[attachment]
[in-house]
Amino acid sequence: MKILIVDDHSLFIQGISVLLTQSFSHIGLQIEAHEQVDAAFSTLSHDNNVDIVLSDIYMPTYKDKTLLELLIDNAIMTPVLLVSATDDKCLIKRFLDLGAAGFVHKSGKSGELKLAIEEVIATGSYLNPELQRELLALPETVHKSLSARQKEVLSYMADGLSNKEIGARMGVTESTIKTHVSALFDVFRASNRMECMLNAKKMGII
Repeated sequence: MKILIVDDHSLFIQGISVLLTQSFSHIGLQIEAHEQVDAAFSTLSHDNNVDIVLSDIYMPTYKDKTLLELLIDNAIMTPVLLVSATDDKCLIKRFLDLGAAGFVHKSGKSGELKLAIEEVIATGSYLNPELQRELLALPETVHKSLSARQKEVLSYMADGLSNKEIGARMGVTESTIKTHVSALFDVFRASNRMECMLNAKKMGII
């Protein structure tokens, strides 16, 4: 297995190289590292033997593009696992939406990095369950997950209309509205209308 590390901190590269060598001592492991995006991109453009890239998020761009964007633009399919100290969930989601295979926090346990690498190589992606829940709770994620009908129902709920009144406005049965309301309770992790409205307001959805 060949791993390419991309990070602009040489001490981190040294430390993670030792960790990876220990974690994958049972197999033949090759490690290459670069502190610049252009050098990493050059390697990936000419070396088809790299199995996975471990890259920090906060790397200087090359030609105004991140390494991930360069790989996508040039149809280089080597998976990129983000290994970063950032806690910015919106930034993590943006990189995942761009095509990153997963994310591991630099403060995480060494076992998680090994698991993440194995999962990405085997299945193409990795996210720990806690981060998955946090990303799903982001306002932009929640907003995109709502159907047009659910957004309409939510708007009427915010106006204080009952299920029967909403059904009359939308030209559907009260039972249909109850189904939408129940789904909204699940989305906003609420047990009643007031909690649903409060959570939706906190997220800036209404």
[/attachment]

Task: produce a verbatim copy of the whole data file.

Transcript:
[in-house]
Amino acid sequence: MKILIVDDHSLFIQGISVLLTQSFSHIGLQIEAHEQVDAAFSTLSHDNNVDIVLSDIYMPTYKDKTLLELLIDNAIMTPVLLVSATDDKCLIKRFLDLGAAGFVHKSGKSGELKLAIEEVIATGSYLNPELQRELLALPETVHKSLSARQKEVLSYMADGLSNKEIGARMGVTESTIKTHVSALFDVFRASNRMECMLNAKKMGII
Repeated sequence: MKILIVDDHSLFIQGISVLLTQSFSHIGLQIEAHEQVDAAFSTLSHDNNVDIVLSDIYMPTYKDKTLLELLIDNAIMTPVLLVSATDDKCLIKRFLDLGAAGFVHKSGKSGELKLAIEEVIATGSYLNPELQRELLALPETVHKSLSARQKEVLSYMADGLSNKEIGARMGVTESTIKTHVSALFDVFRASNRMECMLNAKKMGII
């Protein structure tokens, strides 16, 4: 297995190289590292033997593009696992939406990095369950997950209309509205209308 590390901190590269060598001592492991995006991109453009890239998020761009964007633009399919100290969930989601295979926090346990690498190589992606829940709770994620009908129902709920009144406005049965309301309770992790409205307001959805 060949791993390419991309990070602009040489001490981190040294430390993670030792960790990876220990974690994958049972197999033949090759490690290459670069502190610049252009050098990493050059390697990936000419070396088809790299199995996975471990890259920090906060790397200087090359030609105004991140390494991930360069790989996508040039149809280089080597998976990129983000290994970063950032806690910015919106930034993590943006990189995942761009095509990153997963994310591991630099403060995480060494076992998680090994698991993440194995999962990405085997299945193409990795996210720990806690981060998955946090990303799903982001306002932009929640907003995109709502159907047009659910957004309409939510708007009427915010106006204080009952299920029967909403059904009359939308030209559907009260039972249909109850189904939408129940789904909204699940989305906003609420047990009643007031909690649903409060959570939706906190997220800036209404």